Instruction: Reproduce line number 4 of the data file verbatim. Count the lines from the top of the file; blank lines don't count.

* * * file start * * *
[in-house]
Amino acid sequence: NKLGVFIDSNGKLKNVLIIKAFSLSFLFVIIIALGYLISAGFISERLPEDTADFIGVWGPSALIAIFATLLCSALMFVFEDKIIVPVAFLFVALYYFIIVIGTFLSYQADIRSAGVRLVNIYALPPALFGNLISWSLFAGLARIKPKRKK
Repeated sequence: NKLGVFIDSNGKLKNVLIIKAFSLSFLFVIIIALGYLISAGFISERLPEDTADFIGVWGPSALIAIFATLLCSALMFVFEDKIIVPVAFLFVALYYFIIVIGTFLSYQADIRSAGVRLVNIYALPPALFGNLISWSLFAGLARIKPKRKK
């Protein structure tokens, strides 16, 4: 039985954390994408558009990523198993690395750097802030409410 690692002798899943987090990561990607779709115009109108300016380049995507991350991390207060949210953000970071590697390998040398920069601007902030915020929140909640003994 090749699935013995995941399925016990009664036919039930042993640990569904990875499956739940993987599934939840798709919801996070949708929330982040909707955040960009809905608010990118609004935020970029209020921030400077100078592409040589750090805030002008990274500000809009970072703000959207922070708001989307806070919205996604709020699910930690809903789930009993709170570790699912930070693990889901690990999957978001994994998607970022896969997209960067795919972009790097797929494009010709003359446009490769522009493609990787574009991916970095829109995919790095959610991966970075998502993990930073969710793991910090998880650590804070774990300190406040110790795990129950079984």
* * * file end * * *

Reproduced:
């Protein structure tokens, strides 16, 4: 039985954390994408558009990523198993690395750097802030409410 690692002798899943987090990561990607779709115009109108300016380049995507991350991390207060949210953000970071590697390998040398920069601007902030915020929140909640003994 090749699935013995995941399925016990009664036919039930042993640990569904990875499956739940993987599934939840798709919801996070949708929330982040909707955040960009809905608010990118609004935020970029209020921030400077100078592409040589750090805030002008990274500000809009970072703000959207922070708001989307806070919205996604709020699910930690809903789930009993709170570790699912930070693990889901690990999957978001994994998607970022896969997209960067795919972009790097797929494009010709003359446009490769522009493609990787574009991916970095829109995919790095959610991966970075998502993990930073969710793991910090998880650590804070774990300190406040110790795990129950079984």